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Rafting on the Boyne

  • February 2015
  • Posted By darallewellyn
  • 0 Comments

The Craic

Having paddled the Boyne for the last number of years it was inevitable that we were going to, at some point, get ourselves a couple of rafts for no other reason than the same reason we started paddling the Boyne in kayaks – for the craic! If we ever guest speak at “small business conferences” and get asked to “divulge the secrets of our success and the strategic research and development we had undertaken to carry us through a global economic downturn with the confidence to read the markets and invest in the growth period at the first sign economic stability!?!” I can tell you now, the answer won’t be as drawn out as the question. There won’t be a chart in sight nor a business plan to be read. The answer to eh, pretty much everything Boyne Valley Activities does is “for the craic” (I hope my accountant isn’t reading this!).

 

pie chart

The Drops

We pass through 6 weirs when we are rafting on the Boyne. They were man-made 400 years ago and span the North to South banks of the river. These walls hold back the mighty flow of the river which folds over, down to the lower section. The first four “features” come quickly one after the other. We still have enough time all the same, to fish out the swimmers who exit the rafts because 1) they didn’t listen to our expert instruction on the bank 2) They were giving the guide a bit of stick and he strategically placed the paddler on the side of the raft that was going into the first stopper 3) They got chucked out by their mates 4) they didn’t listen to our expert instruction on the bank. After the “S bend”, we have a little reprieve. A time to ponder was it 1) 2) 3) or 4) that exited you from the safe confines of our 4m x 2m inflatable raft with seven other perfectly safe, dry, sniggering pals. You won’t have too long to ponder as by now you will hear the growl of the next bad boy – The Big A.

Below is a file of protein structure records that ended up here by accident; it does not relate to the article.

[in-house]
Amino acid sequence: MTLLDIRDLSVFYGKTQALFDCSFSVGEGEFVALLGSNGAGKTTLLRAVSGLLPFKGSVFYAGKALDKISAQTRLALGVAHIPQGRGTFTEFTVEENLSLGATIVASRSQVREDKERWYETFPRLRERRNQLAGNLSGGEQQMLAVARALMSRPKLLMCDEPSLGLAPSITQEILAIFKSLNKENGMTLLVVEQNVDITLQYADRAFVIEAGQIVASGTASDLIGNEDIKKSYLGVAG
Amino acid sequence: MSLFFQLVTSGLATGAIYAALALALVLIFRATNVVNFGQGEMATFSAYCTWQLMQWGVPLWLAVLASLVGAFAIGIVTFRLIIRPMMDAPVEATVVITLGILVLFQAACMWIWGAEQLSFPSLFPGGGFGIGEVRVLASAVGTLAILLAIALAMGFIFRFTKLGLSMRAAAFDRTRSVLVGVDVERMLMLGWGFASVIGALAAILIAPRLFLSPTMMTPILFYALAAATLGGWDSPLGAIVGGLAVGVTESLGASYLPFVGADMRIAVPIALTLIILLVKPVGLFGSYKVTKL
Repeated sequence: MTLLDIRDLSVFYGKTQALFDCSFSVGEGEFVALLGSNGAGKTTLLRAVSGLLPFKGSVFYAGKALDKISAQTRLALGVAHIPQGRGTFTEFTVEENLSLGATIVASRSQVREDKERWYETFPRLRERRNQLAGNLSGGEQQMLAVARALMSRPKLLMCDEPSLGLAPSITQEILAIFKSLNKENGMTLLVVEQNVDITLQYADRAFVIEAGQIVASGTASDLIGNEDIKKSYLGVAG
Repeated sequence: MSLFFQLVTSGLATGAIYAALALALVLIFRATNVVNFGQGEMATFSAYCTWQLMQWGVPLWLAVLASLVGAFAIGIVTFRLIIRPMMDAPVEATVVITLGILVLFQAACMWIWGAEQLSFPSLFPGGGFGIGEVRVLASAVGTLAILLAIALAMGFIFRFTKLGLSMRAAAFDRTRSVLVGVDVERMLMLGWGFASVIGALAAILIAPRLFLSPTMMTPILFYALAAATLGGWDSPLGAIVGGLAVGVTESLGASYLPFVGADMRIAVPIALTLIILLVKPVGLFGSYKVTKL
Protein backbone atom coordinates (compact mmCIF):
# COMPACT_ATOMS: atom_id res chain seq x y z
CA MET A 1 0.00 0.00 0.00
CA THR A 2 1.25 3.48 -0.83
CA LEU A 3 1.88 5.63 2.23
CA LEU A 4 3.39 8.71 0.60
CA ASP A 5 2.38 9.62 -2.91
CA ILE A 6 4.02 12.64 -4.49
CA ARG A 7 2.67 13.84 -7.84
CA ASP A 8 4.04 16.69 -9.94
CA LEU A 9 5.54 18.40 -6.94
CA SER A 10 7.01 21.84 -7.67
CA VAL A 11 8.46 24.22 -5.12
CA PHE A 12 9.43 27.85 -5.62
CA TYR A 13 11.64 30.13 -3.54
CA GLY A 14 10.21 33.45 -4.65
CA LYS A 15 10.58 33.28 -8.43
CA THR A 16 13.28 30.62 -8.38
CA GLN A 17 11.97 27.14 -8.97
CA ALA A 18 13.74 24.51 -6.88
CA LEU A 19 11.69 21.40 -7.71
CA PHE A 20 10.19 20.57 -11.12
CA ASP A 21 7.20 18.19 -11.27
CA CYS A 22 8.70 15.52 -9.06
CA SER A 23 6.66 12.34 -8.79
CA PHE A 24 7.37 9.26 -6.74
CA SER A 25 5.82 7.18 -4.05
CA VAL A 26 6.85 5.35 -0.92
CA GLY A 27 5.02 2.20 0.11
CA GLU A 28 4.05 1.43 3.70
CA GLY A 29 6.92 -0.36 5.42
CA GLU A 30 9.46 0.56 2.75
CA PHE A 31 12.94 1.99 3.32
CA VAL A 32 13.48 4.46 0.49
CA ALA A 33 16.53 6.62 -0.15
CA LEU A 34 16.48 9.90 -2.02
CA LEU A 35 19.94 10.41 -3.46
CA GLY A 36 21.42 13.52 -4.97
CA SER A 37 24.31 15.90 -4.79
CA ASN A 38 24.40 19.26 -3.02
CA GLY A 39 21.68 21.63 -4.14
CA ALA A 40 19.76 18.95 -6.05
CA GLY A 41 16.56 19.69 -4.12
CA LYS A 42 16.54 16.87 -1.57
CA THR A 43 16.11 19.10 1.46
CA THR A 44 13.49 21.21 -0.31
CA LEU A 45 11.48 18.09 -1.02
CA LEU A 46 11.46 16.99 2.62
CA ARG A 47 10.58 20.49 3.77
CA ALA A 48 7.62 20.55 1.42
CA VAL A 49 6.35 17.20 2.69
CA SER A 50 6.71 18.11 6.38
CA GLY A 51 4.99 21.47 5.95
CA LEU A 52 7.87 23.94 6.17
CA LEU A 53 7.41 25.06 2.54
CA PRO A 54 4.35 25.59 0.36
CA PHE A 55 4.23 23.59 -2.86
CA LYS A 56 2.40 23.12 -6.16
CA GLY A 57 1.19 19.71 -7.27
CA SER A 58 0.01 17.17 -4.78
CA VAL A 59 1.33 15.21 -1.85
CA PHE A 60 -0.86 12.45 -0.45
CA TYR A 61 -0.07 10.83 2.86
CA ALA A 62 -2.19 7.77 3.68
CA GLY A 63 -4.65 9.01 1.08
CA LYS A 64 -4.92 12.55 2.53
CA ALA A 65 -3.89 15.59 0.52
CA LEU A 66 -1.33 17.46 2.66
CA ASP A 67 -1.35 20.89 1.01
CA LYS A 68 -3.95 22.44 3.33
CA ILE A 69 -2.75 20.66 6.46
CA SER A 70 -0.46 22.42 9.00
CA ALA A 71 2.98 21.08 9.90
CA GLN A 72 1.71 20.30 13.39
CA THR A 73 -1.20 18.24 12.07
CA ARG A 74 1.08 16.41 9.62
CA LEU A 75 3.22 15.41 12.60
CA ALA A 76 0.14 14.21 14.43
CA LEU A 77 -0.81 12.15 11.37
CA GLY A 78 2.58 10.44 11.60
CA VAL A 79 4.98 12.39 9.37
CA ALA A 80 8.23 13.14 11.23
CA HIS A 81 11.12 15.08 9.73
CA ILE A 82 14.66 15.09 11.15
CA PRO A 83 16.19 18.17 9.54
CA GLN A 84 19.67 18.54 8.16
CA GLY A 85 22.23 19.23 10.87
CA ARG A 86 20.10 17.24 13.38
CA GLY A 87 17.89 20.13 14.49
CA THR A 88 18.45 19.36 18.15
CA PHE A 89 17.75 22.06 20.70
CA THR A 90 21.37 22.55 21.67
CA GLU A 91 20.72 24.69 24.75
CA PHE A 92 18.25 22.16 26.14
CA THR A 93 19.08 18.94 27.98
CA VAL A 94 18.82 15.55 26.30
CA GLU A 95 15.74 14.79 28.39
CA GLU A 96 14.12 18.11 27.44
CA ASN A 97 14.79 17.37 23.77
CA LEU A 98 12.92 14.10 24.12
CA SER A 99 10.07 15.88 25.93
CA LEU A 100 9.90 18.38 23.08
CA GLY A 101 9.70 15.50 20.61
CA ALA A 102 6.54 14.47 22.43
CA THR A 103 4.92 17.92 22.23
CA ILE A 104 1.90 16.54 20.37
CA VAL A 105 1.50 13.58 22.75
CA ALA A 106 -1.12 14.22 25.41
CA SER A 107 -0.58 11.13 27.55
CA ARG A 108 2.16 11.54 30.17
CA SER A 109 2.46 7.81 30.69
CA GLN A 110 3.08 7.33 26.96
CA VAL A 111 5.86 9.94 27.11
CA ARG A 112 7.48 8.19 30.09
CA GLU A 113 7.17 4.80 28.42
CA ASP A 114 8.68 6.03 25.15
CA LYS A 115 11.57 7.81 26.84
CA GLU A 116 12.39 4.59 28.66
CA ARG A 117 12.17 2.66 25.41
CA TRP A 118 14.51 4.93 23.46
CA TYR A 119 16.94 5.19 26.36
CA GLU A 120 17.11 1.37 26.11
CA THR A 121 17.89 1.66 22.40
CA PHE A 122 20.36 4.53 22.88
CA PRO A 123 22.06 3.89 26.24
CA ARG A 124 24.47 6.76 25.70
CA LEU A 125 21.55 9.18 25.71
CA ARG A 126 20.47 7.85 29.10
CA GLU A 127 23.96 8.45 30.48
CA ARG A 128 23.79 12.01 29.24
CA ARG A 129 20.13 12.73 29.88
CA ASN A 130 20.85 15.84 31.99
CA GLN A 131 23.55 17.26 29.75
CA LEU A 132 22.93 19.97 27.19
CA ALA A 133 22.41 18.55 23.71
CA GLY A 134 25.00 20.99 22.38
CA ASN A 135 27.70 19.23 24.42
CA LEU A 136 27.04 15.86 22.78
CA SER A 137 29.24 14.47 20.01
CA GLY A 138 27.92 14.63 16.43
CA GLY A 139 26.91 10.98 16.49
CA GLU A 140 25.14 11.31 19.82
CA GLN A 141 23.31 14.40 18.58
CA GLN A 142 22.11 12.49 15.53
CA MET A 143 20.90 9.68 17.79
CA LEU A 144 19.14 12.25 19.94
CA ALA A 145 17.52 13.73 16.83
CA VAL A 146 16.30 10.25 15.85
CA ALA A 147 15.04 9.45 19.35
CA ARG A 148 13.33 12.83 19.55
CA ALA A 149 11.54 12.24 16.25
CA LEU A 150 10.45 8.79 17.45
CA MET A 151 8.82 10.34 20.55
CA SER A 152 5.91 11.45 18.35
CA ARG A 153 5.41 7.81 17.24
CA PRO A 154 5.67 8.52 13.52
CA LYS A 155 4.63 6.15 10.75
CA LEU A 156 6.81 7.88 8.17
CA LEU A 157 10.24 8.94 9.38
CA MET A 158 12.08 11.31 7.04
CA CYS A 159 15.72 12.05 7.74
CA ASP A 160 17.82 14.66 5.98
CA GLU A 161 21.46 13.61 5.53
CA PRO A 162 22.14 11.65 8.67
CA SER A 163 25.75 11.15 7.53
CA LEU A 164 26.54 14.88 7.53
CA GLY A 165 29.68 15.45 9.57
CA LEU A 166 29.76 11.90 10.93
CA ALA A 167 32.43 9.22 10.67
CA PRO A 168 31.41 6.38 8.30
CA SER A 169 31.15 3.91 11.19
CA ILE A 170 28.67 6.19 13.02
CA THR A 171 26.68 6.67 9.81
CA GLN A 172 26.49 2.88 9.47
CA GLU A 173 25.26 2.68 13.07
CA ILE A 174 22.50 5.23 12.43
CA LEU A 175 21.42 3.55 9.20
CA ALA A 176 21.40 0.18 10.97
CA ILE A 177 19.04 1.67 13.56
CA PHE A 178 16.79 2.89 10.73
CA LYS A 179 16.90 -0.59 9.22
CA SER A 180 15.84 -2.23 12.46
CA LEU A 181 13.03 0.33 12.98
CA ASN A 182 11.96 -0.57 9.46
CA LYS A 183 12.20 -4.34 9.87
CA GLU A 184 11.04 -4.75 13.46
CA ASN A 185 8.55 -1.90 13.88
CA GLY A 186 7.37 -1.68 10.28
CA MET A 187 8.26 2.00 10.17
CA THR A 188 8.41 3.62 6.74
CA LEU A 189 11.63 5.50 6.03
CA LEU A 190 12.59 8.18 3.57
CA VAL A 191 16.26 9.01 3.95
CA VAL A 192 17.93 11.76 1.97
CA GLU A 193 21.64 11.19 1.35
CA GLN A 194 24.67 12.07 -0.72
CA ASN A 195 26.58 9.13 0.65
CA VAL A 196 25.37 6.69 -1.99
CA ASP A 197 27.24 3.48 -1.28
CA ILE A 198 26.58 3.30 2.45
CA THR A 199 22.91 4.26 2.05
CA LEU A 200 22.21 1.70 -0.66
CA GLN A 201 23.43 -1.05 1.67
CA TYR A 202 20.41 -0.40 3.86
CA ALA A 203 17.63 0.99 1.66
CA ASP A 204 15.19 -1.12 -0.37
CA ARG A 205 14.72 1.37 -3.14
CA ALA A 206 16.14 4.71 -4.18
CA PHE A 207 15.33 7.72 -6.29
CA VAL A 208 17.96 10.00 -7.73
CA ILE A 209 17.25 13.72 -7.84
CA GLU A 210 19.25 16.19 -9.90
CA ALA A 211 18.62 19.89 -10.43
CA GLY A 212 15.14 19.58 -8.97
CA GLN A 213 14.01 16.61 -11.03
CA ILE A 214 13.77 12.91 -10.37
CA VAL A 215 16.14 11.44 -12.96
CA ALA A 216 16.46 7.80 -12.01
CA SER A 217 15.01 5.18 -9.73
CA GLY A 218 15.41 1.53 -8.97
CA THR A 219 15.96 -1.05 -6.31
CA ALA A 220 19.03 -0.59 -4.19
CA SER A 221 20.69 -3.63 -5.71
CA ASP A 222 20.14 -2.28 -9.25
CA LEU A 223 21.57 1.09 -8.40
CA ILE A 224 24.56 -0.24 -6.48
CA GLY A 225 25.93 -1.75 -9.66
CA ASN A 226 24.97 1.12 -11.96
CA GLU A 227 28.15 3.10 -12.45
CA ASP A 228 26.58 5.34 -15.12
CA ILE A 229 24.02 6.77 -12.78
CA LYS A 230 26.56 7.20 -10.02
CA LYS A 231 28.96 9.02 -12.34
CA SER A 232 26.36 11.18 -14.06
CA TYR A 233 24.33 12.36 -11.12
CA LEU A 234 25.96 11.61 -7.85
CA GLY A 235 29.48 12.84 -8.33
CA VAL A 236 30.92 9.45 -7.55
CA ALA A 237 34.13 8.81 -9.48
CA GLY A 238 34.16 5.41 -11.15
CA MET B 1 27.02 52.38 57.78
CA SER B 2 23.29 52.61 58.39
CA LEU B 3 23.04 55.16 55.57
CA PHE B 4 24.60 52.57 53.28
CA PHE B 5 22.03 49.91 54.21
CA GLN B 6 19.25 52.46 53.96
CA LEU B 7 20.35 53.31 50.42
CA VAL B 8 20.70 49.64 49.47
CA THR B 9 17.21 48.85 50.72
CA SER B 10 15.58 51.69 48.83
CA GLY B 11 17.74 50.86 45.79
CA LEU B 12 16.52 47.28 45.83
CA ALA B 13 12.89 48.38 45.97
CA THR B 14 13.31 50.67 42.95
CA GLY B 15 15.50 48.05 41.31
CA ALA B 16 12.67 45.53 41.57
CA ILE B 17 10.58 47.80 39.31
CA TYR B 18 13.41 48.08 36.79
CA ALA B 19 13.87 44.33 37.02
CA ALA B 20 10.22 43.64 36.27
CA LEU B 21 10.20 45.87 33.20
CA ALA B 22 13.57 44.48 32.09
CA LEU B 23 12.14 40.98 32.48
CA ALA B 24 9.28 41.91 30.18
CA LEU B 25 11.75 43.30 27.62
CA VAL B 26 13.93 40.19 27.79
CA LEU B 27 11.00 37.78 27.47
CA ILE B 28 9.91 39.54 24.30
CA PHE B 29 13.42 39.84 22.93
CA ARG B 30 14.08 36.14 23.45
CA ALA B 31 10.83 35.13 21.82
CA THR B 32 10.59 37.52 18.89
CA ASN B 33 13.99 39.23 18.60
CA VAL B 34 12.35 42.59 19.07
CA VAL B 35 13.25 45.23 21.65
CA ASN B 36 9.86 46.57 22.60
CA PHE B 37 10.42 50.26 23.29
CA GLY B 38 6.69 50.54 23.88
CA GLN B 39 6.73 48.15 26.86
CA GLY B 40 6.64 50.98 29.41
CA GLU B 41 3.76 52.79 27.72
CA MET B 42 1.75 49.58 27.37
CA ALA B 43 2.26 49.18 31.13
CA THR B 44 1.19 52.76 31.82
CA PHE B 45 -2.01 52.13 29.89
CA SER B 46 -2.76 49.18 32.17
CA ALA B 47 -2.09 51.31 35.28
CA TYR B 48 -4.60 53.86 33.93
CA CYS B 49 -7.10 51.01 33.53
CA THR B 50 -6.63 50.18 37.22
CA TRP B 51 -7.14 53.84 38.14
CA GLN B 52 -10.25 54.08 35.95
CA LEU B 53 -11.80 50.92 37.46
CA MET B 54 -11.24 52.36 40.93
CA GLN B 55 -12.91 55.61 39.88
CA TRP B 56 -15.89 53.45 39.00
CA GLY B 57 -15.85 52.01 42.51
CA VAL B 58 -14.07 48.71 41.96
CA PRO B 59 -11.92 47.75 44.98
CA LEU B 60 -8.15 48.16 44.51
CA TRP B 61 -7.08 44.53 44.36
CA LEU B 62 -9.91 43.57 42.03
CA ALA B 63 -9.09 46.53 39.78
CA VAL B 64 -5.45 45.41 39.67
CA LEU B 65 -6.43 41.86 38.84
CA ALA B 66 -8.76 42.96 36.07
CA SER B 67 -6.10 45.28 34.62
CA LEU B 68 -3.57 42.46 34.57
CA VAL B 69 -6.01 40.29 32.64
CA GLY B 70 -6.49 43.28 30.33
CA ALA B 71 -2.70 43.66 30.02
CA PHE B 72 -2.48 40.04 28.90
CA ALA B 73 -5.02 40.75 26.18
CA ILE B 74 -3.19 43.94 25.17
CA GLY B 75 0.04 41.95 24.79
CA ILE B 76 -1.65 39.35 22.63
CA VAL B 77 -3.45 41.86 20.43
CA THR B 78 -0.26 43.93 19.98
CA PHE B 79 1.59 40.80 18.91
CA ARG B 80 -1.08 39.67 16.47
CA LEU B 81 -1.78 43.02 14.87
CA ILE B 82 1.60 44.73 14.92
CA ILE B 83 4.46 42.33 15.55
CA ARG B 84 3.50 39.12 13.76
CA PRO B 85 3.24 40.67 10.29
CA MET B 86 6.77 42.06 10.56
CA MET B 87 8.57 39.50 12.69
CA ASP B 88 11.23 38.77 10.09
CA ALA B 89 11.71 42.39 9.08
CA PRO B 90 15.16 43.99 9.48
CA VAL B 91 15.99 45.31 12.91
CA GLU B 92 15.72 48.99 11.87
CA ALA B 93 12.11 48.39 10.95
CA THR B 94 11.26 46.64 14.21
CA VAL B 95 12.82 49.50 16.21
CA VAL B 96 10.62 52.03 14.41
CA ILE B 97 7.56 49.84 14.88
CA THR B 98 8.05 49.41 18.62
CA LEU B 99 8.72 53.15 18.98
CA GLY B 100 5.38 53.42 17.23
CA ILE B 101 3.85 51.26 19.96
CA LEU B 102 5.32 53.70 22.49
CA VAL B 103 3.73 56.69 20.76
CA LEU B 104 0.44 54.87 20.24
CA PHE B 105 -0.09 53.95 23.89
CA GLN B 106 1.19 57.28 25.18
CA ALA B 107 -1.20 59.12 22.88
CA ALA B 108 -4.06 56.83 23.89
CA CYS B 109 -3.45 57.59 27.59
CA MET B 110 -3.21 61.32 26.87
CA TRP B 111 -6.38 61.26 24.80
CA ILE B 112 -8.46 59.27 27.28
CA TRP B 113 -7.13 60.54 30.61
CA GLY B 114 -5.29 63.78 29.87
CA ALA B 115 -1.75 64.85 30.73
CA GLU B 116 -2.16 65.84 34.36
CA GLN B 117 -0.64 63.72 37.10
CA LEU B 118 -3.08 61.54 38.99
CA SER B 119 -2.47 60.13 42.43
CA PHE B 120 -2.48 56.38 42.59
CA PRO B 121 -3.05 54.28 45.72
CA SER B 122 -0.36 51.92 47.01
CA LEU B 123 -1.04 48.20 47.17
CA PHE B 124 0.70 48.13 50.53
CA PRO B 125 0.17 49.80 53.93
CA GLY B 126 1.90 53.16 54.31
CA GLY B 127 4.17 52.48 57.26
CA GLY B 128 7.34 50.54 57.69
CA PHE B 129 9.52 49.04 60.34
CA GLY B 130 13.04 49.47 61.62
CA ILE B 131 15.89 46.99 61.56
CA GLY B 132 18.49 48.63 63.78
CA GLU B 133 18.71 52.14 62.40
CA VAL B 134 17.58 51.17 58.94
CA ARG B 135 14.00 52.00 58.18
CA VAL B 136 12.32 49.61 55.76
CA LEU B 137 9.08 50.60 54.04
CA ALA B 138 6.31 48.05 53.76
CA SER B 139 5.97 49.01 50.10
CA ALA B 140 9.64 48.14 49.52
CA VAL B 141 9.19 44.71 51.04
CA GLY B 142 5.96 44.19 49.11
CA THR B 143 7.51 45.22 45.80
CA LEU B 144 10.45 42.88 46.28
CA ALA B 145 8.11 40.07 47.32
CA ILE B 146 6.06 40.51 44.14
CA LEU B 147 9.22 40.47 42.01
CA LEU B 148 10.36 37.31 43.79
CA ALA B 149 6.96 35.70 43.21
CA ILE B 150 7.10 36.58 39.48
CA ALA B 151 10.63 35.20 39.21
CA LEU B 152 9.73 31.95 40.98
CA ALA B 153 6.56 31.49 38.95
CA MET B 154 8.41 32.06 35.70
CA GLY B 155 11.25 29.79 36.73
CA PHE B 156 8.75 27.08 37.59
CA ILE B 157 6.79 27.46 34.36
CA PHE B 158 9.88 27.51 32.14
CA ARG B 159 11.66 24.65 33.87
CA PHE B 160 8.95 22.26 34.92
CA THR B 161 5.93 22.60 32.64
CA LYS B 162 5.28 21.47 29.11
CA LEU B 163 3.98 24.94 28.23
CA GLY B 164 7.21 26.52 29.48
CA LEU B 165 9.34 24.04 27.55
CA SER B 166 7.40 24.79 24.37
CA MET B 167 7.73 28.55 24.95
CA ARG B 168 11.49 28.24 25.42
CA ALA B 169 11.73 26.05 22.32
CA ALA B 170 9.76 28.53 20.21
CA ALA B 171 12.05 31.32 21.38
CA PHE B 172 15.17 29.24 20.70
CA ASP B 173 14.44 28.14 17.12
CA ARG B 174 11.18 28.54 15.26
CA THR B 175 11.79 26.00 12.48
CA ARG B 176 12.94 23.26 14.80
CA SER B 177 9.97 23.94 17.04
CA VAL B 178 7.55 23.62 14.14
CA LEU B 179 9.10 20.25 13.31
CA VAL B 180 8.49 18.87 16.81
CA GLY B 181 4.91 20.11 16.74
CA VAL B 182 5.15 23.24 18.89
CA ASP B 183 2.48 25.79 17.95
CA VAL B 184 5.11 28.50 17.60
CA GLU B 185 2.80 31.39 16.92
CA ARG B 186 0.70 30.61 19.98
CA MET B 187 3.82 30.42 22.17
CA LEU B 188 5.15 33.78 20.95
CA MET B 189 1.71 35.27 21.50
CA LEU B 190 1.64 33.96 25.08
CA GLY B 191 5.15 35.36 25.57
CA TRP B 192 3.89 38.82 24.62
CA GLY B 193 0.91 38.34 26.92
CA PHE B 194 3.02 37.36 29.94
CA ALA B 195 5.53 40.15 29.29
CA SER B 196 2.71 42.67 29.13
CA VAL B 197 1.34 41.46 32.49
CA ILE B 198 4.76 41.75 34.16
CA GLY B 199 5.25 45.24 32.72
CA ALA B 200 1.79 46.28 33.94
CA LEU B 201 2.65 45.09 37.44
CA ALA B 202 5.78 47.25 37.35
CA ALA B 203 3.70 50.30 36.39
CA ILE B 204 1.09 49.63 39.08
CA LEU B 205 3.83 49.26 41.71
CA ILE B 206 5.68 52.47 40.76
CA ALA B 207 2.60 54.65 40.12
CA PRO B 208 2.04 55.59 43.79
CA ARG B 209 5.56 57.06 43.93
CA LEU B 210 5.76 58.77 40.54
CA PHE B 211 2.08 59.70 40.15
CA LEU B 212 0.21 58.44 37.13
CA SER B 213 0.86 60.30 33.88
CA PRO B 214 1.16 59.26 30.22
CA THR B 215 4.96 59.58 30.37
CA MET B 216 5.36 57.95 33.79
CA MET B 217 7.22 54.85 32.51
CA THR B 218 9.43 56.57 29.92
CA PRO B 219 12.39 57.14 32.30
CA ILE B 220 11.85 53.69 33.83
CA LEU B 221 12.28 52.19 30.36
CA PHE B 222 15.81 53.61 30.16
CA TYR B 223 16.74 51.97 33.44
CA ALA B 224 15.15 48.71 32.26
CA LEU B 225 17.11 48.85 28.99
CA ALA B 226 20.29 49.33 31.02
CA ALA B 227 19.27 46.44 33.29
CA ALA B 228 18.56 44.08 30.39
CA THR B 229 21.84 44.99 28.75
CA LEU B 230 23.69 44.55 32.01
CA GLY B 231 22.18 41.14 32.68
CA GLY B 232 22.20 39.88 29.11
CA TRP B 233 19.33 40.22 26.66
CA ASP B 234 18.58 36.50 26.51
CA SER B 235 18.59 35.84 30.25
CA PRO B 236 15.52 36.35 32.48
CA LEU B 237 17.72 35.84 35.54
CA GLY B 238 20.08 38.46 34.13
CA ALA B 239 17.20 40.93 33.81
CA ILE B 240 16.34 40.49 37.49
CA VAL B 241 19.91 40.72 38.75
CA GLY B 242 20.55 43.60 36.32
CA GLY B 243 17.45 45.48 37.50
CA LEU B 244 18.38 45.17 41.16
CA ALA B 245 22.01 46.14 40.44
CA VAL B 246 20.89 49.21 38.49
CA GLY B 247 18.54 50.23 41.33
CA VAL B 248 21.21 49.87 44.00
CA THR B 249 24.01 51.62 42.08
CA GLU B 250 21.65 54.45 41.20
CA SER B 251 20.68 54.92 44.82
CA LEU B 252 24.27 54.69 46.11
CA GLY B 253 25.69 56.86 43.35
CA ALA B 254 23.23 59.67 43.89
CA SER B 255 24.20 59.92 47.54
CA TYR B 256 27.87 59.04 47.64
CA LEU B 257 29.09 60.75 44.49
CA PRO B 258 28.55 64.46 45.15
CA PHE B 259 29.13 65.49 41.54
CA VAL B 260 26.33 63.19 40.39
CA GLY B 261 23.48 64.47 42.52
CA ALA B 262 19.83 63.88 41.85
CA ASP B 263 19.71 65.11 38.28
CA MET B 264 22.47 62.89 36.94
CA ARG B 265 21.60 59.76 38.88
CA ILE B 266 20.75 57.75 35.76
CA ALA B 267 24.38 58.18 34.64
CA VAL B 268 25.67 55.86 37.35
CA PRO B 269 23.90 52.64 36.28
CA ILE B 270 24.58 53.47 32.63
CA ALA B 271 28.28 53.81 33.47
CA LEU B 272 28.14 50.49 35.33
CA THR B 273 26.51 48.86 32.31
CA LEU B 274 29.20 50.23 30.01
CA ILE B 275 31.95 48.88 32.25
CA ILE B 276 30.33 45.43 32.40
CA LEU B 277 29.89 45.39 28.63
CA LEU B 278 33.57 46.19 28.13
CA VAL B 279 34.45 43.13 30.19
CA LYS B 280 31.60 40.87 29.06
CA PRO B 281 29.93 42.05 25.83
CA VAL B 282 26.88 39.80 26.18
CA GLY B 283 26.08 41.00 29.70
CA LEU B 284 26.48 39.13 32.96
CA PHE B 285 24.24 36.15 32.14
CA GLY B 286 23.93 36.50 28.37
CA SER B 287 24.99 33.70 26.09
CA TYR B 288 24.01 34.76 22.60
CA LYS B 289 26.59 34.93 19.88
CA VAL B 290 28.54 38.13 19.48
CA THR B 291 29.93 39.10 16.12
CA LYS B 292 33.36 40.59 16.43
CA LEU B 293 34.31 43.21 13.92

rafting on the boyne

The A-Frame

This is by far the biggest weir on the river. While we are all about the craic and having a laugh, we always treat this one with the respect it deserves when rafting on the Boyne. Rising and falling river levels can transform this weir from a great bit of craic to a very dangerous situation very quickly. Luckily our guides are hugely experienced and know before they step on the raft what this one will be like. If it is rough we can take the easy “chicken shoots” down the safe side of the weir no matter what the level is. So no need for alarm on this one. Just remember, when we say we are not running it – we are not running it!
It’s an impressive size though. The high slide on river right is a brilliant drop in the raft. We meet a big wave at the bottom and if we get our weight right it lifts up and flips – and then you are left scrambling onto the raft thinking again “was it 1) 2) 3) or 4)” .

The Sights

After that we float through the heart of the Mountcharles estate. The setting and scenery here is freaking fantastic. We have the castle, the concert venue on our river left and the groovy Rockfarm Eco Village on river right. We still have two more features to tackle before we hit land. These two lovely weirs have given us all a hiding in our day and your day will be no different.
We can confidentially say you will never raft a better stretch of water in this country. The blend of weirs, scenery, history and of course the ever present “craic” gives our rafting experience a fantastic edge on our nearest competitors. The weirs are big enough to give you a good run for your money but safe enough that all you will bruise is your ego if you take a swim.
At 45 mins from Dublin City, this two hour trip is a must for any adventure seekers looking for a bit of craic. Now that temperatures are rising book your place online  before the season stops in May.

(PS. No business plans were written in the process of building this experience.)

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